With continued record-breaking unemployment rates, increasing incomes, and more unfilled jobs than ever, the overall state of the employment market remains strong moving into 2020. Also, it is expected that the US-China trade war will subside, and consumer spending will continue, promoting overall economic and job growth. As sited by the Bureau of Labor Statistics (BLS), employment in the Biotech space is projected to grow between 6-7 percent from 2018 to 2028, faster than the average for other occupations.
The demand of talent will continue to cause headaches for hiring companies across the United States. Here, we have compiled a list of recruiting and hiring trends we expect to see play out in the new year. Many are a continuation of tendencies we’ve seen over the past few years reacting to the candidate-driven market.
- Companies must embrace and improve mobile technology for job seekers. More and more job seekers will adopt this trend when looking for and applying to jobs. As a matter of fact, nearly 60% of job seekers look for jobs on their phones, and that is only going to rise in the coming year. A Glassdoor study found that mobile job seekers encounter many frustrations and challenges when entering into the application process on their phones. Employers need to make a mobile-friendly application process a top priority.
- Companies continue to improve “overall candidate experience” to convince them to become employees. As the War for Talent continues, companies are placing greater importance on reviewing and updating the entire interview process in order to keep their target candidates satisfied. Overhauling lengthy, disjointed application processes and moving quickly to make an offer are two areas that matter to job seekers—and companies are taking notice.
- Positive company culture will have even more significant impact on a company’s ability to recruit and retain top talent. With the new decade comes a “Culture First” emphasis, as demonstrated by the Business Roundtable, a prominent group of nearly 200 CEOs from the world’s biggest brands. They stated that, “shareholders were no longer the central purpose of today’s companies. The new mission states that employees are the focus of the modern corporation.” Understanding the correlation between positive company culture and satisfied employees is a trend moving to the forefront in retention strategies.
- Improving company brand image. Along with company culture, there will continue to be an emphasis on creating and improving company brand image. As candidates have choices, they are extremely likely to research any company they are considering working for. That means that often before even applying to a job opening, candidates spend time reading online reviews from Glassdoor or Google, as well as social media channels. Companies have to make a concerted effort to portray a good (albeit honest) brand image if they wish to attract top talent.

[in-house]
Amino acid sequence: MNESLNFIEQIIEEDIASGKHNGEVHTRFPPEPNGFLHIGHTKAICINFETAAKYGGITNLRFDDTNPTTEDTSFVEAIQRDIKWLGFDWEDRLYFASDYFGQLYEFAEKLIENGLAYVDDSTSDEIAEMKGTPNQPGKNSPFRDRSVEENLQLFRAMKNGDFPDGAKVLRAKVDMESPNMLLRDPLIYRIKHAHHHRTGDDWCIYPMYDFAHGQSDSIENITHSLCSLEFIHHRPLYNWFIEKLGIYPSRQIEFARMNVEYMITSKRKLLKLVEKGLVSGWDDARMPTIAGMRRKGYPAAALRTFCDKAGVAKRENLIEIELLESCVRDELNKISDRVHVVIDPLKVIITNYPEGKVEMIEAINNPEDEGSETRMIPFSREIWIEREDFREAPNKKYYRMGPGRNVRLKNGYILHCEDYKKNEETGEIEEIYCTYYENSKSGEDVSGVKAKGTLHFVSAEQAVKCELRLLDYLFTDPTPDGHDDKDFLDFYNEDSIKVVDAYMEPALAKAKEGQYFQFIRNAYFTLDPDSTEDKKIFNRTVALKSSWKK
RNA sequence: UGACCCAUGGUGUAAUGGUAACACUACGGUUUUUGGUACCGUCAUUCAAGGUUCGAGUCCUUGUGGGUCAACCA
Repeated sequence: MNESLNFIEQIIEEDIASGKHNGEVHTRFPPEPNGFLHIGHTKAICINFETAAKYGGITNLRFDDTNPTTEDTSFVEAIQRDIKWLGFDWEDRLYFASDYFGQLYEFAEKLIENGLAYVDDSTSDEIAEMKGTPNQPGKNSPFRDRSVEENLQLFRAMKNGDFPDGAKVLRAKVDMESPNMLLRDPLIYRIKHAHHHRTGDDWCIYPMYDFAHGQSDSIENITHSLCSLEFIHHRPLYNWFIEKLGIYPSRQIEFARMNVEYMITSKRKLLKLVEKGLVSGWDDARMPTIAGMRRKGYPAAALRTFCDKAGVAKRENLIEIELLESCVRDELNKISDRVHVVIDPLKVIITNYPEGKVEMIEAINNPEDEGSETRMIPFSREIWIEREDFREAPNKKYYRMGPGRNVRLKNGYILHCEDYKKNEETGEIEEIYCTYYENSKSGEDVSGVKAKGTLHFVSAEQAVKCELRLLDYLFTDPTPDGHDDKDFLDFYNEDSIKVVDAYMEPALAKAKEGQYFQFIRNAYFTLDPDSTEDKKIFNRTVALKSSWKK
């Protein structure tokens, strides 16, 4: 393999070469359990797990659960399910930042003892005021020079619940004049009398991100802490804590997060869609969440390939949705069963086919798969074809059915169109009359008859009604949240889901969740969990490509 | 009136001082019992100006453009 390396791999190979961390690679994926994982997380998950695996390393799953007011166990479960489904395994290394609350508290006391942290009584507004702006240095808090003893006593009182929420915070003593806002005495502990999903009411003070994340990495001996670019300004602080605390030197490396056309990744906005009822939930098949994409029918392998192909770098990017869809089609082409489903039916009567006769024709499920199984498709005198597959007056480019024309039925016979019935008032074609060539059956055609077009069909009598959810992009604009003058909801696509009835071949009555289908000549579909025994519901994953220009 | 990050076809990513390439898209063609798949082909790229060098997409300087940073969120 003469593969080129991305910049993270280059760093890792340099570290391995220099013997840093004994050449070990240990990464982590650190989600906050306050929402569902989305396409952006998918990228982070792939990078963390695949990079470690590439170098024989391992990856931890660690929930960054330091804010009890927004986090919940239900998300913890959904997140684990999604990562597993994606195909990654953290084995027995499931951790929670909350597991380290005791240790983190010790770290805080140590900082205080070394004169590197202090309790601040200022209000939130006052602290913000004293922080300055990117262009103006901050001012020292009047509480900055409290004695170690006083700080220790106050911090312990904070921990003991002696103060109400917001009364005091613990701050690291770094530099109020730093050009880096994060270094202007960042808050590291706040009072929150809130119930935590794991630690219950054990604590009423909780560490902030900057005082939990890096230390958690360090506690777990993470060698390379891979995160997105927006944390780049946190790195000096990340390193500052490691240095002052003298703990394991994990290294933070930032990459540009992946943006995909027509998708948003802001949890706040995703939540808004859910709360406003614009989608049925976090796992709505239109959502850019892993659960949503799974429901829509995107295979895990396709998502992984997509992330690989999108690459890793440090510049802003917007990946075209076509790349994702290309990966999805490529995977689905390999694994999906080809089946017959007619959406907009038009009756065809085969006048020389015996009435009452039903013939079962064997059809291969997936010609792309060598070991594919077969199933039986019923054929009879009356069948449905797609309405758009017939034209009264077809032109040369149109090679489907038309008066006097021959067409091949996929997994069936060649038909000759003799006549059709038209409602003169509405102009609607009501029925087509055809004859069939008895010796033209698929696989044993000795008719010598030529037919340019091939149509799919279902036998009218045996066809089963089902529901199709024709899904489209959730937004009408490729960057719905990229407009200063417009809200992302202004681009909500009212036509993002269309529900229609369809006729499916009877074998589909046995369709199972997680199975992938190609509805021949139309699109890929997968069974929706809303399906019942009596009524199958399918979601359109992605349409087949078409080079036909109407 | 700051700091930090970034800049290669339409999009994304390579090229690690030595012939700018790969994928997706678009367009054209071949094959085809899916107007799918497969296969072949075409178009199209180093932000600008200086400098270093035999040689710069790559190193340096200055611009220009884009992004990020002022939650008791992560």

- Employers will begin to “recession proof” their hiring process by taking steps to separate the “good” from the “bad” job applicants when the tide turns, and they are suddenly inundated with candidates. This is a far cry from the current, nearly empty pool they are facing today. One way is for employers to shift to using more external recruiting sources to filter through and deliver the best matched candidates for the open roles.
- Companies will accelerate wage growth in 2020 to become more competitive and attract top talent. Employers are now looking at whether they need to adjust their compensation policies to attract and retain the talent they have developed. Candidates are often fielding multiple offers and will likely choose the greatest comprehensive offer.
- Contract staffing/gig economy will continue to infiltrate across most industries. Given the underlying changes in the structure of the workforce—and increasing difficulty finding qualified candidates—hiring managers will embrace the concept of alternative employees.
- Embracing Baby Boomers as the fastest growing workforce population. While the overall American labor force is projected to grow by 5.5 percent over the next decade, the 65+ workforce will grow by a whopping 61 percent! Given this, companies must begin viewing them with fresh eyes, as viable, valuable talent who may be the best new hires. Baby Boomers are not retiring at the anticipated rate and therefore must be given serious consideration in the recruiting process.
- AI and automated technologies continue to impact the recruiting process by using algorithms that synthesize data from a variety of sources to proactively identify candidates who have the interest and ability to fill a particular role. This is the next evolution from keyword rich resumes. The technology will accumulate the entire candidate digital footprint and process it accordingly.
- Hiring based on potential over pedigree. Organizations realize the importance of hiring qualified talent, yet also see the remarkable value in upskilling potential hires and current employees. With far more job openings than job candidates, companies are having to take serious look at their “hard requirements” and make adjustments when possible. Investing in a less experienced candidate or someone without an advanced degree may be the best option when the potential and motivation is apparent.
Overall, the employment landscape looks good for 2020. Employers will continue to struggle to source and attract top talent, which is where partnering with a trusted external recruiter remains a viable solution. In addition, greater emphasis on looking within the organization to improve overall company image and culture and improving the hiring process are of the utmost importance. Embracing technology to attract candidates where they spend time (online) and becoming more flexible on skill requirements and experience will improve the odds of hiring the best candidates in 2020.